“Gee, what’s that?” When I wake up in the morning, glittering ice crystals are beaming at me from inside my tent wall. And even the residual water in my charcoal-blackened pot is frozen. At 1,700 meters, it’s still winter in Arizona in mid-April. But the rising sun sizzles away the ice in no time, leaving a comforting warmth in its wake.
It is Easter Sunday. But apart from an encounter with a Cottontail Rabbit – a rabbit with a cotton-white fur – the Easter holiday passes me by without a trace. For the first half, the Arizona Trail is like a long, drawn-out roller coaster ride. Every conceivable mountain range is taken along. With the Four Peaks Wilderness I now leave the penultimate one. Its beauty with all the fascinating rock formations and babbling brooks will be hard to beat.
Half full or half empty?
I have to run, run, run. Not because time is breathing down my neck. Contrary to my expectations, I’m a day and a half ahead of schedule. It’s the scenery that drives me forward. The constant new impressions. What might it look like around the next bend? Rolling, cactus-covered hills? Massive mountains? Endless flatlands? Or something completely different?
In the middle of the unpronounceable Matzazal Wilderness I cross the so-called Halfway Point – I have made half of the Arizona Trail. And already I get wistful. Only half of it lies ahead of me! The kilometers fly away in the meantime only so under my feet and the ascents are no longer quite so deadly.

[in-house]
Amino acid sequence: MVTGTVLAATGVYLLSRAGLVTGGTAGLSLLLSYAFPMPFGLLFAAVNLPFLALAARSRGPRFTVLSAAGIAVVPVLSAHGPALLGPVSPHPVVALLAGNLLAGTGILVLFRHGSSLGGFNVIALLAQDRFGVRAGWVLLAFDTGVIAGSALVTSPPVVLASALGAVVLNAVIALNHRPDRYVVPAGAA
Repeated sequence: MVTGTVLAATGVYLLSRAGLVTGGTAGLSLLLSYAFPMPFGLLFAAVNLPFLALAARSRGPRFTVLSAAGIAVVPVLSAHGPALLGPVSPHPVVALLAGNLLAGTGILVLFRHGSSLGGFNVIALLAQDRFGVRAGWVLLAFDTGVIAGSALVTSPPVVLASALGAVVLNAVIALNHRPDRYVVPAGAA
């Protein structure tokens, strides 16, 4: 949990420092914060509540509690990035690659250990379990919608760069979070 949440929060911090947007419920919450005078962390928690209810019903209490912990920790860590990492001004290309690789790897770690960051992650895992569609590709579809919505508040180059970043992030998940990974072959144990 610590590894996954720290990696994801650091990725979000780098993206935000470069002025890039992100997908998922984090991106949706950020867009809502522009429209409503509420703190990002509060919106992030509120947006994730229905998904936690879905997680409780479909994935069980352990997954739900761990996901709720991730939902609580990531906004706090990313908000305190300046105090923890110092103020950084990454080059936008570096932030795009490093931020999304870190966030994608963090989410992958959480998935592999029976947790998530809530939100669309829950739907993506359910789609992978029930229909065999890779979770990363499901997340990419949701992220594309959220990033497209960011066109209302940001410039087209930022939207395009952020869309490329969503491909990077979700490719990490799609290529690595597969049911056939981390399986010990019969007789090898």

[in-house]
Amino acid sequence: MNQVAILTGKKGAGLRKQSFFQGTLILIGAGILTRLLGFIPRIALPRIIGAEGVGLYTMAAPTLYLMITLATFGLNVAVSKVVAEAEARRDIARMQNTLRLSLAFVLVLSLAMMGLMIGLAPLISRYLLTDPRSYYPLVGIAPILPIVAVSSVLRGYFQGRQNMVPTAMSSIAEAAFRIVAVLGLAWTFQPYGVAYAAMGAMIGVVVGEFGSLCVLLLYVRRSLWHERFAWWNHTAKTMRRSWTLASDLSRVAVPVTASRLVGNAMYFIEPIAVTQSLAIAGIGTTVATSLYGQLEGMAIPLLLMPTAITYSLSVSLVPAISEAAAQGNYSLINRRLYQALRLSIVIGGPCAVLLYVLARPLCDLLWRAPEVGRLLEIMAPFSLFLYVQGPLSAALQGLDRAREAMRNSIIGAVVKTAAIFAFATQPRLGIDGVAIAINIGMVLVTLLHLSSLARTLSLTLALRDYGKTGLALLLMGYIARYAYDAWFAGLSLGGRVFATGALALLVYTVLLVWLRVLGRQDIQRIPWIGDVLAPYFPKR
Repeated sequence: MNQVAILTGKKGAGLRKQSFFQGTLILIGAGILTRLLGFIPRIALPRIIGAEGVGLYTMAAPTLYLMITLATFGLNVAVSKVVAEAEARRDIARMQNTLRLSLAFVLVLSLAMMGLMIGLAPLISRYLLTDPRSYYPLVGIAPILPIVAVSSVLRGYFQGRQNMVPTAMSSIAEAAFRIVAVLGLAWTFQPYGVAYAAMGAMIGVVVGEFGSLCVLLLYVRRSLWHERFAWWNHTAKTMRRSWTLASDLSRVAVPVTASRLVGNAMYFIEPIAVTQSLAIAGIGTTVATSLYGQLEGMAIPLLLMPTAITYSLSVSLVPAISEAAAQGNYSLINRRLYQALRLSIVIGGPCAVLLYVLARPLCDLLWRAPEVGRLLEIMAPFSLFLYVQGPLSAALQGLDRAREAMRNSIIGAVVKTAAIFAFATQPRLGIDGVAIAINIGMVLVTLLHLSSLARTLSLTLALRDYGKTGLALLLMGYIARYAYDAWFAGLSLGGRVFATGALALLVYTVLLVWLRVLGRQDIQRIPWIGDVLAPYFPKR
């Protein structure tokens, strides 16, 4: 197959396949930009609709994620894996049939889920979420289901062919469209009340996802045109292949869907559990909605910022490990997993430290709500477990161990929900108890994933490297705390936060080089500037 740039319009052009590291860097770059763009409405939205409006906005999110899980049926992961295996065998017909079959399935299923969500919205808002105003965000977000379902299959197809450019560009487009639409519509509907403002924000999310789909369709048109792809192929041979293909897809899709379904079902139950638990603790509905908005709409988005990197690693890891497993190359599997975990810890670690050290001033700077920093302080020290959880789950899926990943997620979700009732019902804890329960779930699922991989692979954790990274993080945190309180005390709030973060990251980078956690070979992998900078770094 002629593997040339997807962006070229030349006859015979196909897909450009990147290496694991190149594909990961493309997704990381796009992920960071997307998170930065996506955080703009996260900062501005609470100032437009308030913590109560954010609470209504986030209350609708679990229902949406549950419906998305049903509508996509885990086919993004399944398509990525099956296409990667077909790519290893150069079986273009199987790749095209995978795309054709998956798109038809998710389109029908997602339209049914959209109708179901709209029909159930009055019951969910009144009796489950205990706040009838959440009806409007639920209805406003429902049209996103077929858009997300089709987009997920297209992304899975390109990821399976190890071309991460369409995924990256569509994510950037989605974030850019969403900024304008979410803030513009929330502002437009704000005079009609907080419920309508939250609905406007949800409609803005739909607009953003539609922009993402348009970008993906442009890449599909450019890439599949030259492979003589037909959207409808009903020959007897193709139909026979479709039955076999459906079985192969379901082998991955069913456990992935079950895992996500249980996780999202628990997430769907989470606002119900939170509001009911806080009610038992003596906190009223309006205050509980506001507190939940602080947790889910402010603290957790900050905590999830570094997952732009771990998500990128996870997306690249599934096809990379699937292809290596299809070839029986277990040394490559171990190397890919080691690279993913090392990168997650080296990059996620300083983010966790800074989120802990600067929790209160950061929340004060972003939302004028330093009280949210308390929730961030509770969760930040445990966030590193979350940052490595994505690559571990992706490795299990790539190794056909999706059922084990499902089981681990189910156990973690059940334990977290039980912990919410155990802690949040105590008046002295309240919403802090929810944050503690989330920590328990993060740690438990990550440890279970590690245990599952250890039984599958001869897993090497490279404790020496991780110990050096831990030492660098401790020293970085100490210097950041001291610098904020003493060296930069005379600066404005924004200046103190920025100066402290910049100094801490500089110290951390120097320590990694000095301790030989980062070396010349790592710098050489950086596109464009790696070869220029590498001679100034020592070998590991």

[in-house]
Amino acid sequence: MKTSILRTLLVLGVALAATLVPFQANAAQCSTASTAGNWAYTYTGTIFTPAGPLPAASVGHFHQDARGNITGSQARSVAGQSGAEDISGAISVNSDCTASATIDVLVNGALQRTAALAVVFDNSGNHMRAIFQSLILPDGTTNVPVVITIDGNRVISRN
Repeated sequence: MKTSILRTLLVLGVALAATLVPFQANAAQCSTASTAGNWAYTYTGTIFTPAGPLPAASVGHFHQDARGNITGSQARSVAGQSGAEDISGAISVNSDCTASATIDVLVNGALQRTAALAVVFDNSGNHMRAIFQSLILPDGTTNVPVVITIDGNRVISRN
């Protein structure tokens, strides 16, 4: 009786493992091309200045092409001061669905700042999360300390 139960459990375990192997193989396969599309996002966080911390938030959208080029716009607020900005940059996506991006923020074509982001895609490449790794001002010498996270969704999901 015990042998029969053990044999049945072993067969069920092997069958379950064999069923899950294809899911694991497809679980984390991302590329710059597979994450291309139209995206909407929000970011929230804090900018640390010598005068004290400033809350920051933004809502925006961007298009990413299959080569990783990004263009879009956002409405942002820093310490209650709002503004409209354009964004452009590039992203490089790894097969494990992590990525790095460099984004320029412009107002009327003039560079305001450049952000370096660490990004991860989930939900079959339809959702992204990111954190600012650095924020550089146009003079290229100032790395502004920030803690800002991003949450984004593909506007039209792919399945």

In the meantime, I sleep more often without my tent than with it. Falling asleep in the evening with a view of the stars simply can’t be beat – even if I can’t really see sharply without my contact lenses, one of which I lost about two weeks ago. But all that somehow doesn’t matter at all out here.
No air left
At some point it had to happen with all the pieksigen stuff yes times: My sleeping pad has a hole. Shortly before bedtime, I notice that my “bed” is running out of air. Countless attempts to find the tiny tear without the popular bathtub trick cost me several hours. But still two days march away from civilization I have no other choice. In the end, I find the tormentor and patch it more or less expertly.
Good enough that the mat will still be my companion years later.With a disgruntled mood I hike the next day through the wilderness. With such beautiful views, it’s hard to imagine that a bad mood can arise here. And yet, the trail wears me down today. It always goes along the slope and my ankles hurt. The trail is even stonier than usual and Ranger is suddenly going faster than me. I think it’s the chocolate I’m missing….
Shower? What’s that?
What goes up, comes down. Slowly and steadily I leave the heights of the Mazatzal Wilderness behind me. In the distance, I can already see the Mogollon Rim: the southwestern edge of the Colorado Plateau, which stretches across the four states of Utah, Colorado, New Mexico and, of course, Arizona.
Several times I was already there on a discovery tour. But I have never hiked so far there. The emotions just take over and so one or the other tear of happiness rolls down my dusty face. The last shower I enjoyed in Superior – that was over seven days ago…
Time for a swim! Fortunately, the East Verde River is on today’s route. Shirt, pants, socks. Everything gets pulled through the clear water several times; and still doesn’t get clean. I bathe in the river like a sparrow in a puddle. Ranger sits on the bank and can’t comprehend this at all. One day more or less of stinking, what does it matter?